The development of the Liberase HI product for human islet isolation confirmed earlier observations that collagenase and proteases were the key enzymes responsible for tissue dissociation.(10) Specifically, HI contained ≈ 300 mg of class I (C1) collagenase, ≈ 200 mg of class II collagenase (C2), ≈ 58 mg of clostripain and ≈ 7 mg of thermolysin. This formulation was determined after analyzing a “great” lot of crude collagenase, Collagenase P, Lot 9. The purified pancreatic islets isolated using Lot 9 led to > 20 successful auto-islet human transplants performed at the University of Pittsburgh as part of a clinical research trial.(11) Thermolysin was used instead of C. histolyticum neutral protease, which was unstable after purification.

Liberase HI reduced the time leading islet transplantation centers spent to find good lots of collagenase. Several changes were deliberately made to the Liberase enzyme formulation during the product life cycle. In 2007, NIH discontinued using Liberase HI for any NIH-funded cell transplant clinical trials because of the potential risk of transmission of bovine spongiform encephalitis. NIH switched to Nordmark, a supplier that manufactured GMP-grade collagenase (Collagenase NB-1) for isolating human islets used in the Clinical Islet Transplantation Consortium clinical trial.(12) However, this change resurrected the “collagenase problem” because the most experienced islet transplantation centers participating in the NIH-funded clinical trials could not recover sufficient islets for transplant after they switched to the Nordmark enzyme.(6)

The discrepancy between the performance of the last version Liberase HI and Collagenase NB-1 for human islet isolation appeared to be due to the degradation of C. histolyticum C1 collagenase. (13) These analyses showed that collagenase purification alone was insufficient to maximize islet recovery from human pancreata. It is critical that C1 or C2 collagenase is protected from proteolysis during the manufacturing process. These comparative analyses concluded that collagenase-protease enzyme mixtures that contained intact C1 and C2 collagenase gave the highest islet yields. (13)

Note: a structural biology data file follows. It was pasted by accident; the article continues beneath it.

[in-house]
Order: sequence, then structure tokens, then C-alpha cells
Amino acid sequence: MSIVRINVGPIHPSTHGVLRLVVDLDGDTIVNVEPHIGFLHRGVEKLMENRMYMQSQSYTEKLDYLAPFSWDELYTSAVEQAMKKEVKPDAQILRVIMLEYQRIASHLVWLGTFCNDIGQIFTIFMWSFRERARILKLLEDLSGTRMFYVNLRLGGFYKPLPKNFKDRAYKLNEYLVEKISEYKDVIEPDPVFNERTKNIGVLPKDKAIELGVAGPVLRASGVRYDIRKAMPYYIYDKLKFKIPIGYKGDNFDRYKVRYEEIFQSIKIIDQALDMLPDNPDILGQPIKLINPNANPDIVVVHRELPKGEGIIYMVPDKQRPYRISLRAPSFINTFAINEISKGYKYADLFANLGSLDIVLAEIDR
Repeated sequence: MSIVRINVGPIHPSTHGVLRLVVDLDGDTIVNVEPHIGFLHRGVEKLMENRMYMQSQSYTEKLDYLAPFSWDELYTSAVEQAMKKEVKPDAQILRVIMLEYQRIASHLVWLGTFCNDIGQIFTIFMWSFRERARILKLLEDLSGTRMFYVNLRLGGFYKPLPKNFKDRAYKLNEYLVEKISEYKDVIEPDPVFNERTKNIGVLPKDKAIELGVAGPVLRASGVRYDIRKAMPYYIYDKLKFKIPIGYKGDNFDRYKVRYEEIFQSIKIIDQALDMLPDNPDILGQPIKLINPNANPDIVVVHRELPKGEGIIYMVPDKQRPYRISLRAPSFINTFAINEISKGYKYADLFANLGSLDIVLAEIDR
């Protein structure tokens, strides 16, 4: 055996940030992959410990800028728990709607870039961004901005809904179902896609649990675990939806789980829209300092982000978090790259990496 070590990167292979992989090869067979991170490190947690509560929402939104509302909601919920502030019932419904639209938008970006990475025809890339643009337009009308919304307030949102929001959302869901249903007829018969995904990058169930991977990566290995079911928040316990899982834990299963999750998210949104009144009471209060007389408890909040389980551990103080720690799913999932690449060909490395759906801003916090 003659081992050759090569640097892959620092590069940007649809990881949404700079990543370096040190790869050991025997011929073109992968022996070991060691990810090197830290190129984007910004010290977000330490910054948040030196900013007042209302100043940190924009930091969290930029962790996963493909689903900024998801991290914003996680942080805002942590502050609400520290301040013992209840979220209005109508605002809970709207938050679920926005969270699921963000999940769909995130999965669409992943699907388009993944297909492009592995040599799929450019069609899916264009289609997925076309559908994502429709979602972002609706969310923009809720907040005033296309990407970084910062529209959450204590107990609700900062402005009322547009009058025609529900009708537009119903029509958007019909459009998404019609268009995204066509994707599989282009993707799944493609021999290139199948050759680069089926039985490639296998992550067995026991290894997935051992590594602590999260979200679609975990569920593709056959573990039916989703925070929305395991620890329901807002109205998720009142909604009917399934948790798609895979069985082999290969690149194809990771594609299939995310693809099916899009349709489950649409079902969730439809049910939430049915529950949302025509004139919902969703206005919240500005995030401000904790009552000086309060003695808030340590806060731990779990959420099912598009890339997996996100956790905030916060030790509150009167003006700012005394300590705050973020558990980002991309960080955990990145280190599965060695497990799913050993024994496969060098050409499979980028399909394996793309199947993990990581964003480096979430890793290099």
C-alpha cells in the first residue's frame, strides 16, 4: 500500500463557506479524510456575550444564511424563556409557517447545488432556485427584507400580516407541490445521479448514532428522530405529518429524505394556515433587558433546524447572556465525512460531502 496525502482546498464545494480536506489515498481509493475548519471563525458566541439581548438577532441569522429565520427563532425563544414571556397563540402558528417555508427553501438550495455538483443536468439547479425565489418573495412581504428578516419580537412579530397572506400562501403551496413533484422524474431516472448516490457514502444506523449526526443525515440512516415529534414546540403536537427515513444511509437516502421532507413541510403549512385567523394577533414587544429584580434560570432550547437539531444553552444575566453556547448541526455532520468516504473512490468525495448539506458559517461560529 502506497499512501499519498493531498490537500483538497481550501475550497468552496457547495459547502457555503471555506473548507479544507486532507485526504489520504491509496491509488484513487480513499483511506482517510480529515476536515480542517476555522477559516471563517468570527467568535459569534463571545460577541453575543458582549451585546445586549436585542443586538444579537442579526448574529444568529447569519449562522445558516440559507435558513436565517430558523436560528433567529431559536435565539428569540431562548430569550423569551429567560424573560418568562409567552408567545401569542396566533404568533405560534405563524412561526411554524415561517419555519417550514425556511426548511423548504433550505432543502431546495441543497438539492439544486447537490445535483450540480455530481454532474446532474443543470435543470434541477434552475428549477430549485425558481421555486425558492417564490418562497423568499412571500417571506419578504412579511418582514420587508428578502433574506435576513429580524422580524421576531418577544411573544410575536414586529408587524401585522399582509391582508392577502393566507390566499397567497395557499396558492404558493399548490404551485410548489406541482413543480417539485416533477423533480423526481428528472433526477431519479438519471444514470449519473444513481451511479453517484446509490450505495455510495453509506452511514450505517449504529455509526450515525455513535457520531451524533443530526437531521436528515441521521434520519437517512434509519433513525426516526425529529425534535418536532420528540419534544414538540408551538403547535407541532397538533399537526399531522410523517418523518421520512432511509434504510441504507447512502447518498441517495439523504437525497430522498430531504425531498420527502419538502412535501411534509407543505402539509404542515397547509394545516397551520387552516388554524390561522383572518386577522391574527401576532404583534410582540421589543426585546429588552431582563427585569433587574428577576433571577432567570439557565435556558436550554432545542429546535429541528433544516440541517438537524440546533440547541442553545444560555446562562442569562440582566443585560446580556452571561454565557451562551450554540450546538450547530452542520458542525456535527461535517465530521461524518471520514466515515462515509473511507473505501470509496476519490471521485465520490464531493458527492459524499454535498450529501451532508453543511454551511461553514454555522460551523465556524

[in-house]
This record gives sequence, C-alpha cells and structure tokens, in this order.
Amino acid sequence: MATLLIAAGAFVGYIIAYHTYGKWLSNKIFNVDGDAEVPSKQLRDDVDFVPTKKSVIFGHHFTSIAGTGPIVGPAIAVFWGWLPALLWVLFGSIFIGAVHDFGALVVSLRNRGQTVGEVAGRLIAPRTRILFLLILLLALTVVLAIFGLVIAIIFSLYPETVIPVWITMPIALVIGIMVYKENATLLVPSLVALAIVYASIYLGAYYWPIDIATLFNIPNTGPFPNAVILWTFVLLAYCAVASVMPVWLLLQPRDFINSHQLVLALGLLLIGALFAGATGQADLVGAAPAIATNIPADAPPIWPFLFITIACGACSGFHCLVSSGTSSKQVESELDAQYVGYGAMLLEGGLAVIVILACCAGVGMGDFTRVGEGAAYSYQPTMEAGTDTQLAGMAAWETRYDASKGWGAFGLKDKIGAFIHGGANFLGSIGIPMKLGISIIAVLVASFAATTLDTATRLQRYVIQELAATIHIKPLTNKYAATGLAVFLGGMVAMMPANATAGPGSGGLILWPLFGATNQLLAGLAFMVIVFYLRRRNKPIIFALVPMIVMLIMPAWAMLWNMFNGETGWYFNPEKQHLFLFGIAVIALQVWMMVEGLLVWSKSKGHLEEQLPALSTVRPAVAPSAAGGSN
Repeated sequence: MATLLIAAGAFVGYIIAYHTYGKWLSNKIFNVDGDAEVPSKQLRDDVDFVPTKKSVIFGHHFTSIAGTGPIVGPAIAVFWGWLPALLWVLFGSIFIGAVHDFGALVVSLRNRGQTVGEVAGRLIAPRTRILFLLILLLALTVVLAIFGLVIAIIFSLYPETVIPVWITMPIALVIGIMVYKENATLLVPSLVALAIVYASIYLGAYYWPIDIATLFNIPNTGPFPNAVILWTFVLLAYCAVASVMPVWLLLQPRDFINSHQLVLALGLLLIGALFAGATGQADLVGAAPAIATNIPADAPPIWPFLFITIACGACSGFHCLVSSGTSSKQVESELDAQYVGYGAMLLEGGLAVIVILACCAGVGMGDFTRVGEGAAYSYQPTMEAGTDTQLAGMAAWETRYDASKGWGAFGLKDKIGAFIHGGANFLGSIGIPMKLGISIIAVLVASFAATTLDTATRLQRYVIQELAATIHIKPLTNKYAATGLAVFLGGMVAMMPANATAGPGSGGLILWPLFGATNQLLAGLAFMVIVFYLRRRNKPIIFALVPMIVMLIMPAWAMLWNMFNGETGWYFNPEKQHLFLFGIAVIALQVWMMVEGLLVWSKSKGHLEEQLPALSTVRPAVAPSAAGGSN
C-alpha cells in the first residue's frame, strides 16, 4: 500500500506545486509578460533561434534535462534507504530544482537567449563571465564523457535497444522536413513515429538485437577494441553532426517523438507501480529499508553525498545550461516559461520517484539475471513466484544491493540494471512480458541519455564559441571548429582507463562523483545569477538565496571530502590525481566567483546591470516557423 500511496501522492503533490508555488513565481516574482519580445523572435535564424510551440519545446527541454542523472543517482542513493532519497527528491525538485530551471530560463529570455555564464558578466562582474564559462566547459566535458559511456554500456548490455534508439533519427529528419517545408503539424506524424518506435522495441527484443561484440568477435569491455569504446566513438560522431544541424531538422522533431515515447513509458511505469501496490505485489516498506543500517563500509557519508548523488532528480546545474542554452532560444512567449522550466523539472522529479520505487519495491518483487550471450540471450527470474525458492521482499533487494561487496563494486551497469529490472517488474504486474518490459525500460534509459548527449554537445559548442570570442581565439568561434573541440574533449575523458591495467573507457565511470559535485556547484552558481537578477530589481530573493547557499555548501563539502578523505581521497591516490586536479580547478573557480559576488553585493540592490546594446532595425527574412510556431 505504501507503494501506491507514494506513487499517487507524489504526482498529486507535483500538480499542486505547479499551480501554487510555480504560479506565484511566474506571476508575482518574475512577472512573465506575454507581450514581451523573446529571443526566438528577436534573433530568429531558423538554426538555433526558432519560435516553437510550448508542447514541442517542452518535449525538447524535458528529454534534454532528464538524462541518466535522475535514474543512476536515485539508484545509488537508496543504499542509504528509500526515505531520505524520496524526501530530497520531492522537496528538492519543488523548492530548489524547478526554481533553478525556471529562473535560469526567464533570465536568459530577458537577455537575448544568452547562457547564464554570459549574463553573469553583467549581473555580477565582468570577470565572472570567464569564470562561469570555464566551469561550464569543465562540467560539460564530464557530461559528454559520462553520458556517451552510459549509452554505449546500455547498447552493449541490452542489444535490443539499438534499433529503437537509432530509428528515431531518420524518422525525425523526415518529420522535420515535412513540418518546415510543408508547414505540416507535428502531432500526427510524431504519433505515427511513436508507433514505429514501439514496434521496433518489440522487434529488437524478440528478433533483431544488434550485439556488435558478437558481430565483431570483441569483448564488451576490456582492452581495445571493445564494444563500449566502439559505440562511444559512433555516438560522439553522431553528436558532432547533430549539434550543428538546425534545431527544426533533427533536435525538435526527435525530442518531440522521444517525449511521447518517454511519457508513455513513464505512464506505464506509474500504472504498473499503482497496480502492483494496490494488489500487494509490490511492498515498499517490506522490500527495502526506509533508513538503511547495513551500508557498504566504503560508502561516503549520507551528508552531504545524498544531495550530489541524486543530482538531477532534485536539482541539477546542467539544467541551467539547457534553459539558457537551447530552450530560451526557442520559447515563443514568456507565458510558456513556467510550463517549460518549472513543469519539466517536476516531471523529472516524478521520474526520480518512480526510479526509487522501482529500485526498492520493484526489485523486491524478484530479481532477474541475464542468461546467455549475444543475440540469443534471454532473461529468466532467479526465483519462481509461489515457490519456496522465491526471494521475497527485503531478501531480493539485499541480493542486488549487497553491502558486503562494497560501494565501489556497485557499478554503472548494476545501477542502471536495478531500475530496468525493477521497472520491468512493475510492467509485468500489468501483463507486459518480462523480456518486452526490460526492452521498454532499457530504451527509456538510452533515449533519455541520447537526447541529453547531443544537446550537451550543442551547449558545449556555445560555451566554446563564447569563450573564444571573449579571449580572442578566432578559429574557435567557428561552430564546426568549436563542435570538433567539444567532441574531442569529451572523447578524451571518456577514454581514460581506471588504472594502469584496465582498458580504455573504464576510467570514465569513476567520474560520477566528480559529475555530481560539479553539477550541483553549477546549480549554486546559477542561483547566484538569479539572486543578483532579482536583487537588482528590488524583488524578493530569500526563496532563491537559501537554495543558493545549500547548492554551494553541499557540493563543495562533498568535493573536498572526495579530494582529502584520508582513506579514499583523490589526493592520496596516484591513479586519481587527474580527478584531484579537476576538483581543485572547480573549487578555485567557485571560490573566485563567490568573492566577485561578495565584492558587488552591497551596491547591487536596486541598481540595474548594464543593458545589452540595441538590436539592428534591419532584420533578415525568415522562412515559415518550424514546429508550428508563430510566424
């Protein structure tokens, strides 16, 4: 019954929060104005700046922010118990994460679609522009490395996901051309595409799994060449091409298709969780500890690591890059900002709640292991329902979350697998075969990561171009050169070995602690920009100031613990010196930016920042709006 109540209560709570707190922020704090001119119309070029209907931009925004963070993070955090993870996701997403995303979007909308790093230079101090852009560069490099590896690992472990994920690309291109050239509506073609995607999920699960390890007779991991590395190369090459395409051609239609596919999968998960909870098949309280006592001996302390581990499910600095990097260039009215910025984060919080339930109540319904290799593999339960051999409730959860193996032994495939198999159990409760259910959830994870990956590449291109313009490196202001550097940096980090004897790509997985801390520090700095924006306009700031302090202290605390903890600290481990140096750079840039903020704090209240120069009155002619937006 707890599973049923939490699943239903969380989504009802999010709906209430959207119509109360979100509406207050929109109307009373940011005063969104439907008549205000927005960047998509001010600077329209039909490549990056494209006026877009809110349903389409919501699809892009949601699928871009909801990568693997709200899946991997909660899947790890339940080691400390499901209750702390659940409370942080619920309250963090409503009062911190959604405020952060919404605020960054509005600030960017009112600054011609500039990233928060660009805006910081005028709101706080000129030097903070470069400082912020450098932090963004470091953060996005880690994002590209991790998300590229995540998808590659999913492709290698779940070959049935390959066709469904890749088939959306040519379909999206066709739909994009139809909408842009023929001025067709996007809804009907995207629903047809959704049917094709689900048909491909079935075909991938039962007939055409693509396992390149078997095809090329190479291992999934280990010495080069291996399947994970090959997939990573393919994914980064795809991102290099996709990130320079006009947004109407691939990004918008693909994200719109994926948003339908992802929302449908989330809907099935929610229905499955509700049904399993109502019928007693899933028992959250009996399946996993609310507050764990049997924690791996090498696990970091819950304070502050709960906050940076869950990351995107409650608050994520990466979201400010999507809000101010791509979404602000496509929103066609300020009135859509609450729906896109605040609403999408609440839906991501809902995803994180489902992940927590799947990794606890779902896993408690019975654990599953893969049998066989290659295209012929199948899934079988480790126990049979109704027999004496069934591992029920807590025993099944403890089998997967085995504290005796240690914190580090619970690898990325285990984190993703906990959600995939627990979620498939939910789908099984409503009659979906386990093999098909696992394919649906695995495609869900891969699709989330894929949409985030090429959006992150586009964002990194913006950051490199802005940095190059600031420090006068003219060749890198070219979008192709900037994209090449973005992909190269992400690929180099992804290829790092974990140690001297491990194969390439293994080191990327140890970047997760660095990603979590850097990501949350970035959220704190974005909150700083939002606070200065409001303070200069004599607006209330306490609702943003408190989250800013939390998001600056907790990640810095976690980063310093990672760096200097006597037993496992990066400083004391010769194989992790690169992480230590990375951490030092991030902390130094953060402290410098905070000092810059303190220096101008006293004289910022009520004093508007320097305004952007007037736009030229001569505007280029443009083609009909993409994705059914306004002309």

If your goal is to improve the consistency of your collagenase-mediated cell isolation process, the best place to break away from the collagenase time warp is to consider answering the three questions.

  1. Are you using intact C1 and C2 C. histolyticum collagenase? Does your collagenase supplier provide this information?
  2. Is the collagenase enzyme activity in excess to ensure effective collagen degradation in the tissue substrate? The best indication of insufficient collagenase CDA is large amounts of undigested tissue.
  3. Are you using a reasonable/optimal dose of neutral protease activity? The best indication of supraoptimal amounts of protease activity is damaged cells, low viability.

Successful enzyme-mediated cell isolations require an excess collagenase degradation activity in your tissue dissociation enzyme mixture. The use of collagenase that contains intact C1 and C2 ensures the consistency of the collagenase preparation and the likelihood that the CDA activity will be in excess. If these conditions are met, the neutral protease activity becomes a “regulator” to control the speed of digestion. If it is too hot, the cell will be damaged, and cell yield or function will be affected. Too cold, there is insufficient collagenase to loosen the ECM, which in turn does not expose the protease-sensitive sites on the cell anchoring protein that holds the cell to tissue. As Goldilocks would say, the protease needs to be just right to ensure the enzymes are not affecting your cell isolation process results.

If you have additional questions about these concepts, contact us.

If you have a specific application for development of purified defined enzyme mixture, contact Bob McCarthy at


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9.    Cavanagh TJ, Lakey JR, Wright MJ, Fetterhoff T, Wile K. Crude collagenase loses islet-isolating efficacy regardless of storage conditions. Transplantation Proceedings. 1997;29:1942-4.

10.  Fetterhoff TJ, Cavanagh TJ, Wile KJ, Wright MJ, Dwulet FE, Gill J, et al. Human pancreatic dissociation using a purified enzyme blend. Transplantation Proceedings. 1995;27:3282-3.

11.  Ricordi C, Tzakis AG, Carroll PB, Zeng YJ, Rilo HL, Alejandro R, et al. Human islet isolation and allotransplantation in 22 consecutive cases. Transplantation. 1992;53:407-14.

12.  Clinical Islet Transplantation Consortium 2018 [Available from:

13.  Balamurugan AN, Breite AG, Anazawa T, Loganathan G, Wilhelm JJ, Papas KK, et al. Successful human islet isolation and transplantation indicating the importance of class 1 collagenase and collagen degradation activity assay. Transplantation. 2010;89:954-61.